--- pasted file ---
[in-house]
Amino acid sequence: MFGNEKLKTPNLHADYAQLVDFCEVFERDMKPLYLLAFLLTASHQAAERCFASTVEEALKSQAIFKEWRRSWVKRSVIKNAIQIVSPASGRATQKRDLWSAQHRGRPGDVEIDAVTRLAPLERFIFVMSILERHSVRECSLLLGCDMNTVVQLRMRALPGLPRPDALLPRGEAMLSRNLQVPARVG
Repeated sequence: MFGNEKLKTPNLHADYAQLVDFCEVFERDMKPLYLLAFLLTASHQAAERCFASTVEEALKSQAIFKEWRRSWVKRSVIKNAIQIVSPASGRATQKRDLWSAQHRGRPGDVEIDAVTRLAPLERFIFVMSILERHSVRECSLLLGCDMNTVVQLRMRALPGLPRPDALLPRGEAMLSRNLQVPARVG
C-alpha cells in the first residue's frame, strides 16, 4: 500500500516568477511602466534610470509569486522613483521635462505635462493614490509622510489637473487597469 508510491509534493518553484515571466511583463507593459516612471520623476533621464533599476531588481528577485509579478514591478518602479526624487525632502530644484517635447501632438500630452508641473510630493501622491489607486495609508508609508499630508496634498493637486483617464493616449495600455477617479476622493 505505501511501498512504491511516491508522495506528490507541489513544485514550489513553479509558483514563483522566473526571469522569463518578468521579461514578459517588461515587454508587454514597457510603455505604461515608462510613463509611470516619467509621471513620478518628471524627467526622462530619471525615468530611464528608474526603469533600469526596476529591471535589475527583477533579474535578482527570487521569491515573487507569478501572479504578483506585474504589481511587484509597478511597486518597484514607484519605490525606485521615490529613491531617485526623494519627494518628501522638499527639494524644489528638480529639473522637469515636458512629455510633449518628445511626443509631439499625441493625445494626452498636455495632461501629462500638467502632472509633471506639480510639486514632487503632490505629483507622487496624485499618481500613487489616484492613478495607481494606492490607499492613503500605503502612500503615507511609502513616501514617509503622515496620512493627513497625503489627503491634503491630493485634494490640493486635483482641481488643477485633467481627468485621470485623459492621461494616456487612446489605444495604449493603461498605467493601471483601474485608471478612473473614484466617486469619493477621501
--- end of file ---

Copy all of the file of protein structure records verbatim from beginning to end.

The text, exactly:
[in-house]
Amino acid sequence: MFGNEKLKTPNLHADYAQLVDFCEVFERDMKPLYLLAFLLTASHQAAERCFASTVEEALKSQAIFKEWRRSWVKRSVIKNAIQIVSPASGRATQKRDLWSAQHRGRPGDVEIDAVTRLAPLERFIFVMSILERHSVRECSLLLGCDMNTVVQLRMRALPGLPRPDALLPRGEAMLSRNLQVPARVG
Repeated sequence: MFGNEKLKTPNLHADYAQLVDFCEVFERDMKPLYLLAFLLTASHQAAERCFASTVEEALKSQAIFKEWRRSWVKRSVIKNAIQIVSPASGRATQKRDLWSAQHRGRPGDVEIDAVTRLAPLERFIFVMSILERHSVRECSLLLGCDMNTVVQLRMRALPGLPRPDALLPRGEAMLSRNLQVPARVG
C-alpha cells in the first residue's frame, strides 16, 4: 500500500516568477511602466534610470509569486522613483521635462505635462493614490509622510489637473487597469 508510491509534493518553484515571466511583463507593459516612471520623476533621464533599476531588481528577485509579478514591478518602479526624487525632502530644484517635447501632438500630452508641473510630493501622491489607486495609508508609508499630508496634498493637486483617464493616449495600455477617479476622493 505505501511501498512504491511516491508522495506528490507541489513544485514550489513553479509558483514563483522566473526571469522569463518578468521579461514578459517588461515587454508587454514597457510603455505604461515608462510613463509611470516619467509621471513620478518628471524627467526622462530619471525615468530611464528608474526603469533600469526596476529591471535589475527583477533579474535578482527570487521569491515573487507569478501572479504578483506585474504589481511587484509597478511597486518597484514607484519605490525606485521615490529613491531617485526623494519627494518628501522638499527639494524644489528638480529639473522637469515636458512629455510633449518628445511626443509631439499625441493625445494626452498636455495632461501629462500638467502632472509633471506639480510639486514632487503632490505629483507622487496624485499618481500613487489616484492613478495607481494606492490607499492613503500605503502612500503615507511609502513616501514617509503622515496620512493627513497625503489627503491634503491630493485634494490640493486635483482641481488643477485633467481627468485621470485623459492621461494616456487612446489605444495604449493603461498605467493601471483601474485608471478612473473614484466617486469619493477621501